Andrea Marcovicci and Jeff Harnar (photo, above) arguably two of Donald Smith’s favorite people, opened last night’s show jauntily singing “Let’s Fall in Love.” Phrasing was as simpatico as their joint approach to an audience; both lean in and address individuals with as much intimacy as one can garner from venue this size. The tone in Rose Hall lifted as it relaxed into an exceedingly well put together, ebullient and celebratory evening. Performers warmly introduced one another as if passing the baton.
Steve Ross, Colleen McHugh, Ann Hampton Callaway
We began with an artist who has had a self-avowed “requited love affair with Cole Porter for 5 decades.” What can one say? Steve Ross is the real deal, the epitome, as the French would say, de trop. His “De-lovely” (piano and vocals) was elegant, insouciant, and wry. Instrument and voice seemed one. “Donald’s favorite Episcopalian song writer” would’ve smiled broadly. An eclectic, sweetly delivered second choice from Rosalie, illuminated Porter’s earlier, sentimental writing.
Colleen McHugh, whose Prêt-à-Porter show and CD has guaranteed a very Porter year, sang “I Happen to Like New York” in pristine balladic fashion. Her clear, soaring, mid level vocal has an appealing after-effect vibrato. Ann Hampton Callaway followed with “What Is This Thing Called Love?” and a song for which she wrote the music to an unearthed Porter lyric. Performance was jazzy and robust. Callaway has an inner traffic cop that redirects notes.
T. Oliver Reid, Jennifer Sheehan, Maude Maggart
T. Oliver Reid, who spent his childhood glued to movie musicals on TMC, gave us a low key “Do I Love You?” comprised of 8 empathetic bars and jazzy second half. His smoky, stage-whispered “Night and Day” was enhanced by the presence of Jennifer Sheehan who wandered on as if being dreamed and leaned into a few graceful dance steps with him. Sheehan then continued the song with pure, romantic focus. Her reverent rendition of “In the Still of the Night” evoked dinner jackets and swaying chiffon.
“Love for Sale” took on new color under the aegis of Maude Maggart. Instead of the cynical, resigned streetwalker, we heard a story filled with the pathos of someone young and desperate. The petite Maggart has a voice which seemed frightened and still innocent in opposition to the lyric. Marcovicci and Harnar read a charming bit of Porter on Porter including “I am spending my life escaping boredom, not because I am bored, but because I don’t want to be.” After which Marcovicci, leaving for her engagement at Cafe Carlyle, imbued the ironic “Let’s Not talk About Love” with just the right sophistication. Unlike most contemporary versions, original references to the then famous were unadjusted.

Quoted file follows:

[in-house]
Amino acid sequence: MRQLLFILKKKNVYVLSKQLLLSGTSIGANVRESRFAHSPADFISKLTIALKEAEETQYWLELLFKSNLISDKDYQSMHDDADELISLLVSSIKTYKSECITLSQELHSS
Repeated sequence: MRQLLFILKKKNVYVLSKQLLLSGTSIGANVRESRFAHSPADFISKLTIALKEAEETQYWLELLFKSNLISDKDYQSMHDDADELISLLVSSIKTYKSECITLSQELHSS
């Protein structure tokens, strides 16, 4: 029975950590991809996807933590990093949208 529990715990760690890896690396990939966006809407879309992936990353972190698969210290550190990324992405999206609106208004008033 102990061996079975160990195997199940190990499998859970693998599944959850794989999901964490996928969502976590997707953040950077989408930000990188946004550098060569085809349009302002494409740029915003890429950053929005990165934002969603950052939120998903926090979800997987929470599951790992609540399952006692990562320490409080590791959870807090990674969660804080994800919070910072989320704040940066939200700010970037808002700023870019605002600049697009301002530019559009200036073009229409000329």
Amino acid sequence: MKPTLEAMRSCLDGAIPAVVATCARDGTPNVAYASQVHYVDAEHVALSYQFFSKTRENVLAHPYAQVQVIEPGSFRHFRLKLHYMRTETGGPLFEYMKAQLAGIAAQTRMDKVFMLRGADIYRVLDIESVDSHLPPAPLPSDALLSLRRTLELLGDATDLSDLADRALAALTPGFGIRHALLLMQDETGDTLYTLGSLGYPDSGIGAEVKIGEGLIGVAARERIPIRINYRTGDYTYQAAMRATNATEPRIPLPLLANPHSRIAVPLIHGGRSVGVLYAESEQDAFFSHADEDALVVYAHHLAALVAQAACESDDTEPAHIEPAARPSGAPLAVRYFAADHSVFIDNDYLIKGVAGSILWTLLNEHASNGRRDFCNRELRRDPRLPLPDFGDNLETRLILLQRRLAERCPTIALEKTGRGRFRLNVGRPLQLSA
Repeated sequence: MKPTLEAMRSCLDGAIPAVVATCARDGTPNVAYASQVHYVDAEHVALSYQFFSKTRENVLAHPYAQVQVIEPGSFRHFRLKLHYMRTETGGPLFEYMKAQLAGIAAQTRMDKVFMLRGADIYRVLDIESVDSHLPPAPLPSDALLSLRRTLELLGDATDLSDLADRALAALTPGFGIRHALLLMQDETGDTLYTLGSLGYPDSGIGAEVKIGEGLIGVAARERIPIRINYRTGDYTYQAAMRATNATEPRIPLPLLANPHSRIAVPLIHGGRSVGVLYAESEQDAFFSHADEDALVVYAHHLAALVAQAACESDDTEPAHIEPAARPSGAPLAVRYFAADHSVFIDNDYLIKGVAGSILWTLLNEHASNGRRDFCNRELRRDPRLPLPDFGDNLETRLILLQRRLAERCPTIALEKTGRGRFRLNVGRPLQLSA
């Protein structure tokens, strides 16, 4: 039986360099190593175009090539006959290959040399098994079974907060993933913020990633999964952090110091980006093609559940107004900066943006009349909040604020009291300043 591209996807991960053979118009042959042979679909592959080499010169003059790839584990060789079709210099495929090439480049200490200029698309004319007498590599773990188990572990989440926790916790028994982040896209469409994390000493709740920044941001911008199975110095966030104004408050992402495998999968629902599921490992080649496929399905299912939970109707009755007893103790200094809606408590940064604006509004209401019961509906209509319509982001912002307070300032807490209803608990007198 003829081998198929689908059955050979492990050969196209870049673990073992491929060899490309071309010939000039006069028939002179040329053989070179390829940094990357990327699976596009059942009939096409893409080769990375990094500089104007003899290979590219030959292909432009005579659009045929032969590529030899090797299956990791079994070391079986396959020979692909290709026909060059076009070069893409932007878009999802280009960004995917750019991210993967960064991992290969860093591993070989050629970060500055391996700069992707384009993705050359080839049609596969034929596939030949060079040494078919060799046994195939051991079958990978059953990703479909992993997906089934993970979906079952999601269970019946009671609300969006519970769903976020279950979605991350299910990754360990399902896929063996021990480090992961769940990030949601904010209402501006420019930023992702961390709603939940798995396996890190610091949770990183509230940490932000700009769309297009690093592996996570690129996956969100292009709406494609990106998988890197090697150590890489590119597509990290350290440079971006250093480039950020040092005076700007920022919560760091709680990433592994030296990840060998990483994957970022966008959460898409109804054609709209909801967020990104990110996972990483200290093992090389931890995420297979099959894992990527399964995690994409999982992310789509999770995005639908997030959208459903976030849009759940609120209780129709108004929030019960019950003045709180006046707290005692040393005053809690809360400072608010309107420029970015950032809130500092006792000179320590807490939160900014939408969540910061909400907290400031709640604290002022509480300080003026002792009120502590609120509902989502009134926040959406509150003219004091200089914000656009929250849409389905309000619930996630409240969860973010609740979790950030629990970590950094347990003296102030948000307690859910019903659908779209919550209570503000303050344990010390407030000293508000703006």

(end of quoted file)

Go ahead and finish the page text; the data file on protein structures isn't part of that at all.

Andrea Marcovicci, Billy Stritch, Marilyn Maye
Act II opened with dapper Billy Stritch singing/playing a lilting “I’ve Got You Under My Skin” and jazzy, cha-cha rendition of “I Get a Kick Out of You.” The crooning entertainer has allegiance to lyrical intention and knows exactly where to pause. Marilyn Maye’s “It’s All Right With Me” was all pith and ginger. Her phrasing continues unique, her pipes seem unspoiled, stage presence is consummate, and she makes it all look deceptively easy. A great, waltzy arrangement of “Anything Goes” followed as Maye sashayed across the stage with seasoned aplomb. “That’s kinda how it’s done, isn’t it?” Stritch commented.
Daryl Sherman, Todd Murray, Anna Bergman
Jazz performer Daryl Sherman offered two Porter numbers “New Orleans-style.” “Who Wants to Be a Millionaire,” with acknowledgment to Celeste Holm’s wonderful film version from High Society, was almost unrecognizable. Sherman’s hands move quickly and with originality, but her voice is wispy and songs seem only starting points. The classically trained Anna Bergman performed a sumptuous duet of “So in Love” with Todd Murray that emulated the depth and vigor of its originators, Alfred Drake and Patricia Morison. Murray, the find of the evening as far as I’m concerned, introduced “Don’t Fence Me In” with the cleverest, most unlikely set up I’ve encountered in some time. His interpretation of the song was sexy, charming and original; his baritone splendid. And he acts.
Karen Akers, Jeff Harnar, Clint Holmes
Karen Akers, of whom we see too little these days, gave us two of Porter’s best odes to Paris, one in pristine French, and “Where Have You Been?” prefaced by the insightful observation that “even his blues are optimistic.”Akers is at home with this material. Its eloquence and class innately suit her. Someone find this woman a night club! Harnar then returned resplendent in a white dinner jacket. “Porter wrote four categories of songs: I want to be in love, I am in love, I was in love, and Can-Can.” The host’s performance of the last was exuberant and filled with panache. He played with the verses-all of them-enacting without ever becoming too broad.
From his current show, a salute to Paul Simon and Cole Porter, Clint Holmes began an easy “Feelin’ Groovy” (Simon) which segued unexpectedly into a delicate and exaggeratedly balladic “De-lovely.” (Porter) The unhurried arrangement was artful. Holmes felt no need to raise either his voice or octave to indicate intensity (take note, young singers.) Sensitive piano and percussive brushes reined. Terrific! A jazzy, up-tempo “You’re the Top” finished solo contributions with the vocalist’s deep, rich voice rising to the chandeliers. The evening closed with a sing-along of “True Love” from the musical film High Society. A swellegant affair.
The 23rd New York Cabaret Convention
Salute to Cole Porter
An Evening of Donald Smith’s Favorite Composer
Hosted by Andrea Marcovicci and Jeff Harnar
Daniel Fabricant-Bass, Sherrie Maricle-Drums, and a roster of fine pianists
Jazz at Lincoln Center’s Frederick P. Rose Hall
October 18, 2012